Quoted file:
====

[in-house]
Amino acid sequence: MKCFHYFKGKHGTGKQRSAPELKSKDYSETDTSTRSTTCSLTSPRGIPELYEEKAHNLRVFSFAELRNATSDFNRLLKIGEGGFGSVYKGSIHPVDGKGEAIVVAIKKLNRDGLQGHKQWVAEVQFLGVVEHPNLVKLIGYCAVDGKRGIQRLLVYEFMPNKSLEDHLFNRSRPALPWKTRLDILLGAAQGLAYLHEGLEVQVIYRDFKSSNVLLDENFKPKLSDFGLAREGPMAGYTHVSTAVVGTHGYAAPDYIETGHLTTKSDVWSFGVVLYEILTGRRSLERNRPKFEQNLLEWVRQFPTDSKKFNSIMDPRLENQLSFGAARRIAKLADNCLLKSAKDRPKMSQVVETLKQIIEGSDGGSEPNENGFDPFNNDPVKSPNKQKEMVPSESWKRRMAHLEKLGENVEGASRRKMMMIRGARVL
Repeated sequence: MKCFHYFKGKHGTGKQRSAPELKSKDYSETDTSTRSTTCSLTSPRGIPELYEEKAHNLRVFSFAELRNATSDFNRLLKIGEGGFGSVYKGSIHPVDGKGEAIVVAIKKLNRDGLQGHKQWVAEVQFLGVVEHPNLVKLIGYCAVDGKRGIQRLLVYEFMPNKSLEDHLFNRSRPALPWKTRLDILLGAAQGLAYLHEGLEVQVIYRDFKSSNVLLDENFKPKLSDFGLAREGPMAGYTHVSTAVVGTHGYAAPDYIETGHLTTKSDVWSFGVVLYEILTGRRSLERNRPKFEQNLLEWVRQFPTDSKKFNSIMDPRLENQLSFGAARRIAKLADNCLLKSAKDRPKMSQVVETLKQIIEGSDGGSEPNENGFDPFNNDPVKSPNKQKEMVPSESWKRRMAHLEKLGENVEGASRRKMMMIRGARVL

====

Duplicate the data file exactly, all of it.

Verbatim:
[in-house]
Amino acid sequence: MKCFHYFKGKHGTGKQRSAPELKSKDYSETDTSTRSTTCSLTSPRGIPELYEEKAHNLRVFSFAELRNATSDFNRLLKIGEGGFGSVYKGSIHPVDGKGEAIVVAIKKLNRDGLQGHKQWVAEVQFLGVVEHPNLVKLIGYCAVDGKRGIQRLLVYEFMPNKSLEDHLFNRSRPALPWKTRLDILLGAAQGLAYLHEGLEVQVIYRDFKSSNVLLDENFKPKLSDFGLAREGPMAGYTHVSTAVVGTHGYAAPDYIETGHLTTKSDVWSFGVVLYEILTGRRSLERNRPKFEQNLLEWVRQFPTDSKKFNSIMDPRLENQLSFGAARRIAKLADNCLLKSAKDRPKMSQVVETLKQIIEGSDGGSEPNENGFDPFNNDPVKSPNKQKEMVPSESWKRRMAHLEKLGENVEGASRRKMMMIRGARVL
Repeated sequence: MKCFHYFKGKHGTGKQRSAPELKSKDYSETDTSTRSTTCSLTSPRGIPELYEEKAHNLRVFSFAELRNATSDFNRLLKIGEGGFGSVYKGSIHPVDGKGEAIVVAIKKLNRDGLQGHKQWVAEVQFLGVVEHPNLVKLIGYCAVDGKRGIQRLLVYEFMPNKSLEDHLFNRSRPALPWKTRLDILLGAAQGLAYLHEGLEVQVIYRDFKSSNVLLDENFKPKLSDFGLAREGPMAGYTHVSTAVVGTHGYAAPDYIETGHLTTKSDVWSFGVVLYEILTGRRSLERNRPKFEQNLLEWVRQFPTDSKKFNSIMDPRLENQLSFGAARRIAKLADNCLLKSAKDRPKMSQVVETLKQIIEGSDGGSEPNENGFDPFNNDPVKSPNKQKEMVPSESWKRRMAHLEKLGENVEGASRRKMMMIRGARVL